It can be easy to forget the differences between men’s and women’s health, and why it’s so important for men to be aware of their gender’s particular health risks
June is Men’s Health Month, which might bring to mind the health and well-being of the men in your life: husbands, fathers, sons, nephews, uncles, and friends. And if you’re a man, you might consider the state of your own health and well-being.
But it also might make you think–is men’s health really all that different from women’s health? Or children’s health? Why does men’s health get its own month of recognition? The answers may surprise you.
Biological differences, or social?
On average, men have a life expectancy six years shorter than women worldwide. This is regardless of the cause of death (communicable diseases, non-communicable diseases, or injuries). But why? It gets a little complicated.
It might be partially biological. Several ideas have been proposed, such as better protection from oxidative stress in women, the effects of women’s second ‘X’ chromosome, more active immune function, and the protective effects of estrogen. While these theories may play some role, it’s likely that ethnic and socio-cultural factors also play a significant factor.
A report from the CDC found that women are 33 percent more likely to visit the doctor than men, and women are 100 percent better at maintaining screening and preventive care.
Another study found that 40% of men don’t go to the doctor at all unless they have a serious or urgent medical problem. 20% report avoiding care due to feeling nervous about the results of screenings, and a significant number admit to being uncomfortable with invasive exams like prostate checks or colonoscopies.
The less-is-more approach
Dr. Mark Donnelly of Everside Health finds that, for the most part, men being less inclined to pursue their own health and well-being rings true.
“The majority of men that I see, their significant other influences them to go,” he explains. “I don’t know if it’s stubbornness, but there’s definitely some outside influences that get them to make the jump [to see me].”
Once they’re in the health center? Dr. Donnelly says that, in his experience, less is more. “The biggest reason why I think men don’t come back to the doctor is that too many things are thrown at them to take care of. They need to stop smoking, lose weight, start these meds, schedule a colonoscopy…if I tell him he’s got to do ten different tests, 90% of the time I’ll never see him again.”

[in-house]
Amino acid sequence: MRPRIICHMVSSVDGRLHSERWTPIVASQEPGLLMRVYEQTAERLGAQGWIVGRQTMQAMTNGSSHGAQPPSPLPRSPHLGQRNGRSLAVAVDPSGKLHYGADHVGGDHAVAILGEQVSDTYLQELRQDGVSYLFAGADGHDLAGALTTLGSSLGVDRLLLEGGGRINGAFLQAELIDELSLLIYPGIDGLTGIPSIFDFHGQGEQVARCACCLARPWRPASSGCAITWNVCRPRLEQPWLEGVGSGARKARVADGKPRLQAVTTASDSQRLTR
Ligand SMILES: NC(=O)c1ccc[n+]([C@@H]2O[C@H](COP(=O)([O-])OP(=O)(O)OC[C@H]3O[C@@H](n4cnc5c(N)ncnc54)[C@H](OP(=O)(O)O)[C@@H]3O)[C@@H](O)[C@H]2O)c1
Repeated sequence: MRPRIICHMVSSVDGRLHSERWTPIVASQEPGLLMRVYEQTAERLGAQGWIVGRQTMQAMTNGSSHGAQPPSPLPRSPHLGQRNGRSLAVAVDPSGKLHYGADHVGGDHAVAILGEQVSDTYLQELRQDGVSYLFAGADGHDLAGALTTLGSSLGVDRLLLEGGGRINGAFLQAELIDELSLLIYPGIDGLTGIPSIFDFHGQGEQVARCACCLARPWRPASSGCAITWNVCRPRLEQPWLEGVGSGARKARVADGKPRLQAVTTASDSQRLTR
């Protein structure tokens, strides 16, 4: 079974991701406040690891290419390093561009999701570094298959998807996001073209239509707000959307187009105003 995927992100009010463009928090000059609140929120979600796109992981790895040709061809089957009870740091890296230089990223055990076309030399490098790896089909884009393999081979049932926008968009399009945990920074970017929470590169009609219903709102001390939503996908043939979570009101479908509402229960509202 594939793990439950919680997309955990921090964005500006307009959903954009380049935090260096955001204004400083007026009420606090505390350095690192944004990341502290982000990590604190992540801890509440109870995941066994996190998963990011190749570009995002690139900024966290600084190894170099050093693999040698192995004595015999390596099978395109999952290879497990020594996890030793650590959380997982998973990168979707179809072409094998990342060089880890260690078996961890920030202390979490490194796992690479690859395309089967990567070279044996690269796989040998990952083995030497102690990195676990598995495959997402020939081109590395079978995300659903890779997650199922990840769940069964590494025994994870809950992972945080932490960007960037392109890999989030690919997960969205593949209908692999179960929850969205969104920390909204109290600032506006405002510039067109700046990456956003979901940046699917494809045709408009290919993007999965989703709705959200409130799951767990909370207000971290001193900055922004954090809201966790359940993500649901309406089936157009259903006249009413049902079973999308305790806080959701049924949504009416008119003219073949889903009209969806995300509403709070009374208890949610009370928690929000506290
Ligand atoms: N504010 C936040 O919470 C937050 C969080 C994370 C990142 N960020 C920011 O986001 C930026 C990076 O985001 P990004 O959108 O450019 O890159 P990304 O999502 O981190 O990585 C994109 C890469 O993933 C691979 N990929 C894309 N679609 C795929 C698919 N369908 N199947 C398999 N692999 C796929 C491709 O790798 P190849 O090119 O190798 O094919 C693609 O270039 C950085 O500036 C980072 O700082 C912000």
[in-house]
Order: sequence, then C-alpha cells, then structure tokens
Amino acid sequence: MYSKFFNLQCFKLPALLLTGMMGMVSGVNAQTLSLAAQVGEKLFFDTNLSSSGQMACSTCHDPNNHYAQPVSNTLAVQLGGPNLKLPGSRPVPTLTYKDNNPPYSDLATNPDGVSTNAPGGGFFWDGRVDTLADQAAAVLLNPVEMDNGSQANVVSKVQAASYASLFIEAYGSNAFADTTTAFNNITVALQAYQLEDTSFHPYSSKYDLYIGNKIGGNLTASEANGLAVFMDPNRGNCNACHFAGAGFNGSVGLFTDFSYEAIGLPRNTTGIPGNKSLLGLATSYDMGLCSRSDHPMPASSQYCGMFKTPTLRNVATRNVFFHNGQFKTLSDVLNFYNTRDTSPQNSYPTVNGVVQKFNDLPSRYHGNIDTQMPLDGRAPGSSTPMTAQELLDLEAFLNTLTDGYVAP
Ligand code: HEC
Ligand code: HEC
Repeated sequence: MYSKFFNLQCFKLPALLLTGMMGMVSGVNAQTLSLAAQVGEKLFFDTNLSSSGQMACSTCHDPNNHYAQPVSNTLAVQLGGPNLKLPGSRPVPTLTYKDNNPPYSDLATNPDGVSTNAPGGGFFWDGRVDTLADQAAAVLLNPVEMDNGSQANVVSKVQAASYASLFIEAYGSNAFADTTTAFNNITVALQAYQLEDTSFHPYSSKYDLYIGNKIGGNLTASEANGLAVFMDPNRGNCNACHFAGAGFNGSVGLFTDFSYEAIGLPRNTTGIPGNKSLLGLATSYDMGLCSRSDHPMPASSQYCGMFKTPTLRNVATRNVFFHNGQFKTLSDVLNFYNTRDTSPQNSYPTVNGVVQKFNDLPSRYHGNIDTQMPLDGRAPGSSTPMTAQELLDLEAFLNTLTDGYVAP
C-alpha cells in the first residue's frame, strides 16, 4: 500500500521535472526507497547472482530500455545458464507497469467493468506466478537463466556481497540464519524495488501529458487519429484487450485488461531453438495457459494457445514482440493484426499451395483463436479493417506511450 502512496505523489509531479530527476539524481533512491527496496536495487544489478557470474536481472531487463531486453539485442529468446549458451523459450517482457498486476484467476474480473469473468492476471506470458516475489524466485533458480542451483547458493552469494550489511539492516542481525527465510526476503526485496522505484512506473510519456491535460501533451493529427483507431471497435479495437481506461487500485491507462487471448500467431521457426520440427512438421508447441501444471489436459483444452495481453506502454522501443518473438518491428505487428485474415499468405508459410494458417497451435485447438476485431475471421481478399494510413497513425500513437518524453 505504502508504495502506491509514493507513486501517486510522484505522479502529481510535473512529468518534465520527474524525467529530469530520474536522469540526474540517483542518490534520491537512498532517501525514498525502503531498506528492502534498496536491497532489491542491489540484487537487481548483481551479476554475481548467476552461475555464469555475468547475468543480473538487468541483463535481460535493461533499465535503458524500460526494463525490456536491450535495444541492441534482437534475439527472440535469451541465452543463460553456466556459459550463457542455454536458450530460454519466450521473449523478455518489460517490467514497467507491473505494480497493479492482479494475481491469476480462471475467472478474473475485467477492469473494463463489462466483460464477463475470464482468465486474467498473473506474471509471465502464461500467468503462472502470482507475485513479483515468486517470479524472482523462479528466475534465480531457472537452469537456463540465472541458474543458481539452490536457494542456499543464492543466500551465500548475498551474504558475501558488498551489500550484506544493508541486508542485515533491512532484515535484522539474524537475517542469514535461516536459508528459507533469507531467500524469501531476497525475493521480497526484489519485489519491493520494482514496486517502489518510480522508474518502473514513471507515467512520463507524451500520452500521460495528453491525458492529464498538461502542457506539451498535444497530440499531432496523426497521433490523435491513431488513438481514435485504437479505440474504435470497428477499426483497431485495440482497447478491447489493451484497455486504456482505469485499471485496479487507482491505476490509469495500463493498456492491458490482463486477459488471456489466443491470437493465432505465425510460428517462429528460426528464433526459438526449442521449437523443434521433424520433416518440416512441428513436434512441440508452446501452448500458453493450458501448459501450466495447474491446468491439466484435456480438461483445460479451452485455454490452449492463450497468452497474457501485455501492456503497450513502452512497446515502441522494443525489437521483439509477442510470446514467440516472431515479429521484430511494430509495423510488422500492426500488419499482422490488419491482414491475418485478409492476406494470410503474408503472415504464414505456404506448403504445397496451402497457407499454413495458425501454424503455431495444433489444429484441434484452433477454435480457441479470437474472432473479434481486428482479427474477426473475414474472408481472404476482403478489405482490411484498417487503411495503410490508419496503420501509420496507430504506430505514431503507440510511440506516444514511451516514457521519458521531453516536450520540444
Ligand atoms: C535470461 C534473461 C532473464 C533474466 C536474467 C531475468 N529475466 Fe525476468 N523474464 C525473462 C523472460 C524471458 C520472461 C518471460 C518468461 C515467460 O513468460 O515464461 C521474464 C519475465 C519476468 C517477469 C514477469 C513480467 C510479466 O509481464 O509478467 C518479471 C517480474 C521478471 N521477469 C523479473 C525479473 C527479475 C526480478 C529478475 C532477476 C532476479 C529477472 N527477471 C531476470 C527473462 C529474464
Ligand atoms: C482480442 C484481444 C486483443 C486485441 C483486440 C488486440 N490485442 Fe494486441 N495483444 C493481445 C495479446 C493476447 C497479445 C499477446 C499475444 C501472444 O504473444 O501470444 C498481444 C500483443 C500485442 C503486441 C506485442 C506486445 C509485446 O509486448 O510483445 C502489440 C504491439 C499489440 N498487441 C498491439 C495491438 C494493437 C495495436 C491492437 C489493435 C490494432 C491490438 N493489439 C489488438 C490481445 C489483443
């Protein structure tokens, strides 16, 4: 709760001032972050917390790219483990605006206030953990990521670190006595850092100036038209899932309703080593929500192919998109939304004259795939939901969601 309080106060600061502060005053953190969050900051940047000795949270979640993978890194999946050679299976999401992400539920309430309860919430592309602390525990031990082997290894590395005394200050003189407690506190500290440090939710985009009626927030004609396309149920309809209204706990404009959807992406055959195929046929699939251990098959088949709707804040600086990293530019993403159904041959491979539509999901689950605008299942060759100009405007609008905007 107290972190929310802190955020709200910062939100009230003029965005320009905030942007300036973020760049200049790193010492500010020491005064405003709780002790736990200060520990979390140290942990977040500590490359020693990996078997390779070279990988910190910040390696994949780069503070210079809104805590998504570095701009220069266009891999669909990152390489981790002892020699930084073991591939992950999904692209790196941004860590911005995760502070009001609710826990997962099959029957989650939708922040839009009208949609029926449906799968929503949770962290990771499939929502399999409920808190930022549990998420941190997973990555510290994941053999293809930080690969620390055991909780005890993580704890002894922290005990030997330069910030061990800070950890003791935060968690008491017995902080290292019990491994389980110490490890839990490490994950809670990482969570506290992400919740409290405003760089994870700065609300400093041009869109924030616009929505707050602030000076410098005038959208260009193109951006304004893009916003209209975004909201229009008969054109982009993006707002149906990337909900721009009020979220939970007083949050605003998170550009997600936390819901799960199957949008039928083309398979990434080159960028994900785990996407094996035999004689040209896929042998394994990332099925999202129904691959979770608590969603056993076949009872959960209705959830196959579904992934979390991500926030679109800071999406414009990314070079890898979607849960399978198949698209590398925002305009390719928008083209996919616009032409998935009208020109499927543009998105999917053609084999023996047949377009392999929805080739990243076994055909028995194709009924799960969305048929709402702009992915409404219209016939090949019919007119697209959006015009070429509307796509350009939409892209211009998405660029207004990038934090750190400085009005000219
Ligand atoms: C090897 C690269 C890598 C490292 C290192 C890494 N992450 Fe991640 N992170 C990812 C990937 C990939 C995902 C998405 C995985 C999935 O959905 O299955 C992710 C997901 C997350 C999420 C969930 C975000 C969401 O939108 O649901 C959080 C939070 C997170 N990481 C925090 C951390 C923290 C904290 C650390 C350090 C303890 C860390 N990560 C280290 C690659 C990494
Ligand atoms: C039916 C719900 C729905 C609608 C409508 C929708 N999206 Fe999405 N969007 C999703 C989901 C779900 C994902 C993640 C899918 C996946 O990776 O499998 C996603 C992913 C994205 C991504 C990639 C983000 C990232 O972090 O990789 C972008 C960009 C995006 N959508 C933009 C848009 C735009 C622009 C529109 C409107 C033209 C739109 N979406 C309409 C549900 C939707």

Dr. Donnelly has found success in making those first visits more conversational and introductory instead of prescriptive. “It helps to have baby steps, just to talk about your health and introduce you to the health center,” he says. “It can defuse that push that men have to not come back.”
Key factors: the heart and prostate
While heart disease is the number one killer of both men and women worldwide, men generally develop cardiovascular disease (CVD) at a younger age than women. They also have a higher propensity of developing coronary heart disease. Likewise, at younger age the relative risk of hypercholesterolaemia (a type of hyperlipidemia, a.k.a. high cholesterol) is lower in women compared to men.
This distinction is likely due to a combination of biological and social factors, just like all of men’s health. “You could argue, maybe [men] live a little bit harder,” explains Dr. Donnelly. “Maybe more indulgent in their nutrition, weight gain, rates of smoking. There’s going to be sociocultural aspects to it.”
The same barriers seem to hold true for prostate exams, as well. In 2018, only 39% of men between 55 and 69 had a PSA test within the past year.
Dr. Donnelly notes the importance in men getting these vital exams and screenings in a timely manner. “I view it as a success if I can get them interested in caring for the health of their heart and prostate. Whether it’s labs, an EKG, even just getting family history.”
“Often, when something is found with the heart or prostate, it’s likely that it could have been found before and something [could have been] done,” if recommended screenings were followed, he explains.
A better clinical experience
Both men and women are less likely to return to a healthcare provider if their clinical experience is poor, perhaps doubly so when the patient is hesitant about the visit in the first place.
“[The Everside center] is such a different experience from what I believe a lot of them have had. Where it’s your churn-and-burn experience, only 15 minutes with a provider and maybe 7 minutes of that where you get to tell your [health] story.”
“They may be coming into the center with that previous experience in mind, and [the visit is] different,” he explains. “The way they’re greeted, the cleanliness of the clinic, the amount of time they get with their provider.”
That sense of being heard and the time to open up–without being overwhelmed by a list of clinical to-do’s–is what convinces a lot of men to return, Dr. Donnelly says. “It’s a different feel, a different vibe than what they’re used to, and I think it helps.”
If you’ve got a male friend or loved one in your life, remind them that June is Men’s Health Month and ask them when they last saw a doctor for a check-up. There are both biological and social factors that make men’s health different than women’s health–and too often men go too long without seeing a healthcare provider.
And if you’re a man trying to remember when you last saw a primary care provider, that probably means it’s time for a visit. Have access to an Everside health center through your employer or union organization? Make your appointment today!